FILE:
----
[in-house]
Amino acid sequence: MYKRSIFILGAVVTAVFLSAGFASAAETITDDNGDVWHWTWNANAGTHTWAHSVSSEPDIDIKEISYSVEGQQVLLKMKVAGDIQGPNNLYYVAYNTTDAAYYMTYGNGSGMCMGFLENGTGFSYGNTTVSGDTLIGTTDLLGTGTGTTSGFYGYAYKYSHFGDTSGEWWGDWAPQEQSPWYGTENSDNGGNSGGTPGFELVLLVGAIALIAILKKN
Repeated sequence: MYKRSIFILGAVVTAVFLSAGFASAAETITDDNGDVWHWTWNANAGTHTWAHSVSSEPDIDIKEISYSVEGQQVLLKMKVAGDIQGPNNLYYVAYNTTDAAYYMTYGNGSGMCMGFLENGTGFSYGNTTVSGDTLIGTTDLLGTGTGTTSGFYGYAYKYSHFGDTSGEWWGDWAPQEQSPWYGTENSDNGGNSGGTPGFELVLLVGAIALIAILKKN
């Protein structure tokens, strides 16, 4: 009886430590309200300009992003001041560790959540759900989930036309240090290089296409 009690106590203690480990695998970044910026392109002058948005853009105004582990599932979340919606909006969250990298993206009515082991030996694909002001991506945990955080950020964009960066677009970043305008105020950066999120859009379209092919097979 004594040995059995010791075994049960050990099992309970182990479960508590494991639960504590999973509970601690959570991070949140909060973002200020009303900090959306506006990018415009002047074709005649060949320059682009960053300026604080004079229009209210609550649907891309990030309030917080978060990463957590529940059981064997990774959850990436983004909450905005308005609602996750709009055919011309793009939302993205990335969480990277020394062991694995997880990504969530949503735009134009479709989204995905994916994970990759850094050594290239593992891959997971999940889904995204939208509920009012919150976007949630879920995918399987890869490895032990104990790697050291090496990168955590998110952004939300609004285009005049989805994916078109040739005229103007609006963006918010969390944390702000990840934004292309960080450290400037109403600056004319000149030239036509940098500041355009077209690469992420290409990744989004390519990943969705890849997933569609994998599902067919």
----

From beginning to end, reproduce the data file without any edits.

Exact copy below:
[in-house]
Amino acid sequence: MYKRSIFILGAVVTAVFLSAGFASAAETITDDNGDVWHWTWNANAGTHTWAHSVSSEPDIDIKEISYSVEGQQVLLKMKVAGDIQGPNNLYYVAYNTTDAAYYMTYGNGSGMCMGFLENGTGFSYGNTTVSGDTLIGTTDLLGTGTGTTSGFYGYAYKYSHFGDTSGEWWGDWAPQEQSPWYGTENSDNGGNSGGTPGFELVLLVGAIALIAILKKN
Repeated sequence: MYKRSIFILGAVVTAVFLSAGFASAAETITDDNGDVWHWTWNANAGTHTWAHSVSSEPDIDIKEISYSVEGQQVLLKMKVAGDIQGPNNLYYVAYNTTDAAYYMTYGNGSGMCMGFLENGTGFSYGNTTVSGDTLIGTTDLLGTGTGTTSGFYGYAYKYSHFGDTSGEWWGDWAPQEQSPWYGTENSDNGGNSGGTPGFELVLLVGAIALIAILKKN
């Protein structure tokens, strides 16, 4: 009886430590309200300009992003001041560790959540759900989930036309240090290089296409 009690106590203690480990695998970044910026392109002058948005853009105004582990599932979340919606909006969250990298993206009515082991030996694909002001991506945990955080950020964009960066677009970043305008105020950066999120859009379209092919097979 004594040995059995010791075994049960050990099992309970182990479960508590494991639960504590999973509970601690959570991070949140909060973002200020009303900090959306506006990018415009002047074709005649060949320059682009960053300026604080004079229009209210609550649907891309990030309030917080978060990463957590529940059981064997990774959850990436983004909450905005308005609602996750709009055919011309793009939302993205990335969480990277020394062991694995997880990504969530949503735009134009479709989204995905994916994970990759850094050594290239593992891959997971999940889904995204939208509920009012919150976007949630879920995918399987890869490895032990104990790697050291090496990168955590998110952004939300609004285009005049989805994916078109040739005229103007609006963006918010969390944390702000990840934004292309960080450290400037109403600056004319000149030239036509940098500041355009077209690469992420290409990744989004390519990943969705890849997933569609994998599902067919």